Case of European Court of Human Rights, December 15, 2011 (case Al-Khawaja and Tahery v. the United Kingdom [GC])
|Resolution Date:||December 15, 2011|
No violation of Art. 6-1+6-3-d Violation of Art. 6-1+6-3-d Non-pecuniary damage - award
Information Note on the Court’s case-law No. 147
Al-Khawaja and Tahery v. the United Kingdom [GC] - 26766/05 and 22228/06
Judgment 15.12.2011 [GC]
Examination of witnesses
Convictions based on statements by absent witnesses: no violation; violation
Facts – The first applicant (Mr Al-Khawaja), a consultant physician, was charged with two counts of indecent assault on two female patients. One of the patients, ST, died before the trial, but had made a statement to the police prior to her death which was read to the jury. The judge stated that the contents of the statement were crucial to the prosecution on count one as there was no other direct evidence of what had taken place. The defence accepted that if the statement were read to the jury at the trial they would be in a position to rebut it through the cross-examination of other witnesses. During the trial, the jury heard evidence from a number of different witnesses, including the other complainant and two of the dead witness’s friends in whom she had confided promptly after the incident. The defence was given the opportunity to cross-examine all the witnesses who gave live evidence. In his summing up, the trial judge reminded the jury that they had not seen ST give evidence or be cross-examined and that the allegations were denied. The first applicant was convicted on both counts.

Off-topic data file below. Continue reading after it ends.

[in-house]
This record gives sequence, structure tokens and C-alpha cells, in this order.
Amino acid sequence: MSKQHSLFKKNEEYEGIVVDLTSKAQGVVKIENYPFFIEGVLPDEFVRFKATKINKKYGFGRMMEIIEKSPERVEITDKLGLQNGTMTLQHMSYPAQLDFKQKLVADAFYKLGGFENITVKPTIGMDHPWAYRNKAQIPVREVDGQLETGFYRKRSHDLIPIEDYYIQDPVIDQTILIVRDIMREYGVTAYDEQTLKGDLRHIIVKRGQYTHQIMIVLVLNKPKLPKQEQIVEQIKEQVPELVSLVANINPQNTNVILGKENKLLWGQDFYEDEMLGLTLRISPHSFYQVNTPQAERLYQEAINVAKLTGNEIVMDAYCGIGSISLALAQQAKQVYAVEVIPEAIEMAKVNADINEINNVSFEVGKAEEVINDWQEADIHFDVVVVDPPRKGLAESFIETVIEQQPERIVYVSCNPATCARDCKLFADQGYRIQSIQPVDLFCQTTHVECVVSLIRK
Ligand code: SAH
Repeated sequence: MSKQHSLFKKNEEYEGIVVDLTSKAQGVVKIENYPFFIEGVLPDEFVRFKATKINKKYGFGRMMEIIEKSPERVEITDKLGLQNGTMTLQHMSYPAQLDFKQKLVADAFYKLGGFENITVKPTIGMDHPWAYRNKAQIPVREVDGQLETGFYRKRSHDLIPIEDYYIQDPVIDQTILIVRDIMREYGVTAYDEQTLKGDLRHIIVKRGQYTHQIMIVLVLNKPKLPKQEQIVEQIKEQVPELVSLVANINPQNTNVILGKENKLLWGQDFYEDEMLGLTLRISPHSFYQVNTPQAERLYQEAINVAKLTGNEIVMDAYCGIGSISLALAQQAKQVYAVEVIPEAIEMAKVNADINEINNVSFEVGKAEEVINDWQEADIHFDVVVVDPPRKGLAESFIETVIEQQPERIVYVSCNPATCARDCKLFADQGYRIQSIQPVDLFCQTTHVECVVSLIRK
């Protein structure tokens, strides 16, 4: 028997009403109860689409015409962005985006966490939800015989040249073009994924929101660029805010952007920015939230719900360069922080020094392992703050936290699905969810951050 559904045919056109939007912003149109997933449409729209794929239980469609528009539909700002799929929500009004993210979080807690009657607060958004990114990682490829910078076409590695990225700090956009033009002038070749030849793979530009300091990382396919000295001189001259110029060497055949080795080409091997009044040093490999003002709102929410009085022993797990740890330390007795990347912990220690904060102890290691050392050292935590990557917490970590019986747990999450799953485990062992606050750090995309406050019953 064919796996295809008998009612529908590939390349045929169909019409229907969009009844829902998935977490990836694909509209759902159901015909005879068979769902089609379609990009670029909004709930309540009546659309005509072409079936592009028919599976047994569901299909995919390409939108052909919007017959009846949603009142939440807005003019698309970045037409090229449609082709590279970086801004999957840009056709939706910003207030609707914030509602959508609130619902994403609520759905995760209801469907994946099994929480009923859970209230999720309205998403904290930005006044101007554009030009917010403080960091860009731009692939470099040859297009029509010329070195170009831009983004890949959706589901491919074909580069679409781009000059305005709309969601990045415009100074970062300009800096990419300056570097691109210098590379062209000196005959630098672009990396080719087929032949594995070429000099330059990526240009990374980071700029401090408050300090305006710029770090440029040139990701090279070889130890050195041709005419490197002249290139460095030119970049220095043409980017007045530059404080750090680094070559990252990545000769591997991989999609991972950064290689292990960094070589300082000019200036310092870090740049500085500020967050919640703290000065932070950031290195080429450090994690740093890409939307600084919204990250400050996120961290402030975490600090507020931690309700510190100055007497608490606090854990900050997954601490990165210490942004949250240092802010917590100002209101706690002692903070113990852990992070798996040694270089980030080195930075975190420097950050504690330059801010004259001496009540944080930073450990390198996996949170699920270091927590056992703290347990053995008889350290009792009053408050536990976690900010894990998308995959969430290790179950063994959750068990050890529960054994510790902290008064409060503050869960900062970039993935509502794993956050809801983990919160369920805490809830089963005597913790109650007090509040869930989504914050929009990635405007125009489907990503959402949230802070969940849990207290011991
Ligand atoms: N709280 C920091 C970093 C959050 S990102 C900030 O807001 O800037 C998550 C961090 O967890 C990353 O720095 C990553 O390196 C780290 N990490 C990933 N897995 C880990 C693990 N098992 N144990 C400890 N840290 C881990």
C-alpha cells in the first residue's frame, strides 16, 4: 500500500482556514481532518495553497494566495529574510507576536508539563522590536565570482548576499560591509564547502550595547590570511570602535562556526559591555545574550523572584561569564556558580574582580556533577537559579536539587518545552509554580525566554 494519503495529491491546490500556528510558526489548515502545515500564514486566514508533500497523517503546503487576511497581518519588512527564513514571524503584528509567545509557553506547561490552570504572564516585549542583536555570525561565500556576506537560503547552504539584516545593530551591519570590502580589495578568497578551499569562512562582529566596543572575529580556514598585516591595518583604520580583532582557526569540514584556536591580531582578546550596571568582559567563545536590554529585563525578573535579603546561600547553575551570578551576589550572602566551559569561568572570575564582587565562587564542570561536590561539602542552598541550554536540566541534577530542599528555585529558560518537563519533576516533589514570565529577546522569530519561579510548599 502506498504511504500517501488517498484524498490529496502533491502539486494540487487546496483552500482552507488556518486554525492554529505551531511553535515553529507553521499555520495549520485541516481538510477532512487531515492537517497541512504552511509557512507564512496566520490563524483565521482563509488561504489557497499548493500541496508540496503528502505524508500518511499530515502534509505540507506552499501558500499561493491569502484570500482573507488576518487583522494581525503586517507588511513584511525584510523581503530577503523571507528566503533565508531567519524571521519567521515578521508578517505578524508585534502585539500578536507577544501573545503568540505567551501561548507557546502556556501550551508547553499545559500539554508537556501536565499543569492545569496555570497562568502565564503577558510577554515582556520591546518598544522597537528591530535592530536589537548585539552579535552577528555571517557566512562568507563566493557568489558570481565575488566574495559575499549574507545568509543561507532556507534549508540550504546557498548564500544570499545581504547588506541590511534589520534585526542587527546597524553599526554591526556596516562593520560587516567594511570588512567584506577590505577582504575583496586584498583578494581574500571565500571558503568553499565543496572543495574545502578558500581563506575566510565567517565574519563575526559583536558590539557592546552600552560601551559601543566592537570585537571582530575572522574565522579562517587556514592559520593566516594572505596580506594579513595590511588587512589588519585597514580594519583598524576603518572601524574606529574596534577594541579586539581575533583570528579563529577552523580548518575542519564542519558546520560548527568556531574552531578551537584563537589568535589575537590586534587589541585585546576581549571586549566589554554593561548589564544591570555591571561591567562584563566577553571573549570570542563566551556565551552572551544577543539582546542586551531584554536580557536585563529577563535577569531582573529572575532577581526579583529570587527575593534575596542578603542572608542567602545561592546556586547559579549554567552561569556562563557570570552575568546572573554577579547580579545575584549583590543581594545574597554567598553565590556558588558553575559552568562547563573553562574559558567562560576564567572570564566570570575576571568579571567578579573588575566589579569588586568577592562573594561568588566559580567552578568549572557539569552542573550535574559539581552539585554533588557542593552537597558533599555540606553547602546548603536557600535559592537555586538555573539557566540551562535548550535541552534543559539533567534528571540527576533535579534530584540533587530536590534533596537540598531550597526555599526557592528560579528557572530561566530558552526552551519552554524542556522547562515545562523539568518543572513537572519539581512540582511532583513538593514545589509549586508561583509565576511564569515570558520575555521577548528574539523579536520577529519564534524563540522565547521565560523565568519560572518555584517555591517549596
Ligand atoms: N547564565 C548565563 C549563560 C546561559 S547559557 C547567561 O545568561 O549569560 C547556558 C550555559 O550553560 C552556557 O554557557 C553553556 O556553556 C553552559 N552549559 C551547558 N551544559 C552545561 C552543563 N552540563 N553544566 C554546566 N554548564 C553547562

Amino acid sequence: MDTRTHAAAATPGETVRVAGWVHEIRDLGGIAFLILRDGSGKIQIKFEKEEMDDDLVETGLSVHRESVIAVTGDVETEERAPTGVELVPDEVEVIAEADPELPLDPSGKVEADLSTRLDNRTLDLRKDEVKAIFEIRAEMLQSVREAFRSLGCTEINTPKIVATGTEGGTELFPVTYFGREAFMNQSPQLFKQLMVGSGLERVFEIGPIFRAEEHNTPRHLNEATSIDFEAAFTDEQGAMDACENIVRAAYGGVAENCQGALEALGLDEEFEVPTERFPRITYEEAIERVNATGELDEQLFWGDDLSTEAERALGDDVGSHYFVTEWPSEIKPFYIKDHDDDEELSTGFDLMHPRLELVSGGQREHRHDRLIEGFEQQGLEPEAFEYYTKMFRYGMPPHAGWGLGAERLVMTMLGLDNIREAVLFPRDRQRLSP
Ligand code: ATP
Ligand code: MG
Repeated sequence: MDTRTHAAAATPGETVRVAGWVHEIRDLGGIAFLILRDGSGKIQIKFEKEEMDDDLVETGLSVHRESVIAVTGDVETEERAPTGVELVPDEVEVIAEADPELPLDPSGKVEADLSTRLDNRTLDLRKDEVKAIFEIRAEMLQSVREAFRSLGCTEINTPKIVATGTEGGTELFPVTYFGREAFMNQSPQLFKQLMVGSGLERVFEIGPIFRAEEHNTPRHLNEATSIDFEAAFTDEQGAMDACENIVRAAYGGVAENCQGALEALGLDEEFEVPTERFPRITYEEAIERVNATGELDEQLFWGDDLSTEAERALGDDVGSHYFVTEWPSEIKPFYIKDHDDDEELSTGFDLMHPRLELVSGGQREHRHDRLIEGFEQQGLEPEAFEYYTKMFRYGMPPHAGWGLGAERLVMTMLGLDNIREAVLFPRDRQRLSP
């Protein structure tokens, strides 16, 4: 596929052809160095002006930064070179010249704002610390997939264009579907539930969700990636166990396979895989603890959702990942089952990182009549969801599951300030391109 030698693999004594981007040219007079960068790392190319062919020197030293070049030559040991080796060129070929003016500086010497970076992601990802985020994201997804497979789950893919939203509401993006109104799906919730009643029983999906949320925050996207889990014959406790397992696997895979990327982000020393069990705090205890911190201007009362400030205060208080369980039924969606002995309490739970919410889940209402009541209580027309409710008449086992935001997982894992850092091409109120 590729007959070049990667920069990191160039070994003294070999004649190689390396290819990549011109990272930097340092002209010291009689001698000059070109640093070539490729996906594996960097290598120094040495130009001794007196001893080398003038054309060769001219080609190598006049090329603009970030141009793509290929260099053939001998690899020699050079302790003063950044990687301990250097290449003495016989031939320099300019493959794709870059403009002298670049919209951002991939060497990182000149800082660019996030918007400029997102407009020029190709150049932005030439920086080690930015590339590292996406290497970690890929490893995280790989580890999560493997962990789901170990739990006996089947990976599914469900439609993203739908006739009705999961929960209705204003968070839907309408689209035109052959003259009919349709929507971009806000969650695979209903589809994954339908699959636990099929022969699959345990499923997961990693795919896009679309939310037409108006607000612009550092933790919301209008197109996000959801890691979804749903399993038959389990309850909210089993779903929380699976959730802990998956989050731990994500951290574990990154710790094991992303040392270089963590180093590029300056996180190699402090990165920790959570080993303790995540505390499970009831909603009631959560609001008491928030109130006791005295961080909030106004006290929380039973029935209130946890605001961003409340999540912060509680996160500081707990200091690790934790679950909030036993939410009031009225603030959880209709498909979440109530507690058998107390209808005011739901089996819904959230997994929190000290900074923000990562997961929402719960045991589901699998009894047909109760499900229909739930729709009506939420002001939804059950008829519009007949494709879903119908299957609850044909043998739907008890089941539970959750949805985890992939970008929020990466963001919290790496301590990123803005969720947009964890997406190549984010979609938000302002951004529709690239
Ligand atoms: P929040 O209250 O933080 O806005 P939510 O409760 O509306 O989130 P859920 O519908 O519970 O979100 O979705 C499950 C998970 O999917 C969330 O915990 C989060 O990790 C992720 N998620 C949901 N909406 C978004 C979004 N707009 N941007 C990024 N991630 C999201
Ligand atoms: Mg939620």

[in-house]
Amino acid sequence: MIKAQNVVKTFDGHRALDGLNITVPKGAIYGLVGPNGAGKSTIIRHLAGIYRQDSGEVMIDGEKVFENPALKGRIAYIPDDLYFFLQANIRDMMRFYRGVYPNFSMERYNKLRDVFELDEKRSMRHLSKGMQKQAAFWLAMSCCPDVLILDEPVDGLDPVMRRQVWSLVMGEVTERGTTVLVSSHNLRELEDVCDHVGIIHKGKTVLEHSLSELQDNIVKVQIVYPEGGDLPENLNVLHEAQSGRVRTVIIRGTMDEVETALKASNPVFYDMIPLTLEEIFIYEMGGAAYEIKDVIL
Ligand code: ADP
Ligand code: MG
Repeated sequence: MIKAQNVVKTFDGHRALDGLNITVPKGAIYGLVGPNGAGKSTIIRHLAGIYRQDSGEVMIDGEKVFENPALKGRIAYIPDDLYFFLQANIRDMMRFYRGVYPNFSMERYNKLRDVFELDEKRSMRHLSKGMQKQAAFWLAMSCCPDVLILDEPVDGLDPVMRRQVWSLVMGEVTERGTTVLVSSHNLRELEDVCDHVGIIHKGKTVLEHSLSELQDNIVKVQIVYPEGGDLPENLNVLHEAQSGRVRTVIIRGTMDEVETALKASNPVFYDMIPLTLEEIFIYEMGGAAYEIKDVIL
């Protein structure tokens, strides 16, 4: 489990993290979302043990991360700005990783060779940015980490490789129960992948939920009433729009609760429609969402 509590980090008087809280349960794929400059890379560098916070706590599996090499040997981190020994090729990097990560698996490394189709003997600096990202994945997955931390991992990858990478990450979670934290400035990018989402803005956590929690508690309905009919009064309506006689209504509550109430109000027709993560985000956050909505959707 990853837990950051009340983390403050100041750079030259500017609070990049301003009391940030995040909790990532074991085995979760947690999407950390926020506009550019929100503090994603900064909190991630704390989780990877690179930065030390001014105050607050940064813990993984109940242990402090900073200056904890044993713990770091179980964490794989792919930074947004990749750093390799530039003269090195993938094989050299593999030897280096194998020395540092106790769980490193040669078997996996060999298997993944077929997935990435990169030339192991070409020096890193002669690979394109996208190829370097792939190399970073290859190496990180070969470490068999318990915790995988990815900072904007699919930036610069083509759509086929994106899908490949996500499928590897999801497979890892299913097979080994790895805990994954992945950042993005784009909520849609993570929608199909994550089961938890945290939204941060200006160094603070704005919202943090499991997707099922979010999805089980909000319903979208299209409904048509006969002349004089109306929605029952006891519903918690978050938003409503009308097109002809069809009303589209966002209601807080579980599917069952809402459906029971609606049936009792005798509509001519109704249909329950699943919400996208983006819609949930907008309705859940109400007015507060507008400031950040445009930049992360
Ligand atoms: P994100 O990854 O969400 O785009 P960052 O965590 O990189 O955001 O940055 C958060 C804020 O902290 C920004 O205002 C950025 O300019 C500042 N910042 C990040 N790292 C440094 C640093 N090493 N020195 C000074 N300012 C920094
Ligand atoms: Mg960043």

The second applicant (Mr Tahery) was charged, inter alia, with wounding with intent following a gangland stabbing. None of those questioned at the scene claimed to have seen the applicant stab the victim, but two days later one of those present, T, made a statement to the police implicating the second applicant. At the trial, the prosecution applied for permission to read out T’s statement on the ground that he was too frightened to appear in court. The trial judge granted that application after finding on the basis of evidence from both T and a police officer that T was afraid of giving evidence (although his fear was not caused by the second applicant) and that special measures, such as testifying behind a screen, would not allay his fears. T’s witness statement was then read to the jury in his absence. The second applicant also gave evidence. The judge, in his summing up, warned the jury about the danger of relying on T’s evidence, as it had not been tested under cross-examination. The applicant was convicted and his conviction was upheld on appeal.
Both applicants lodged...
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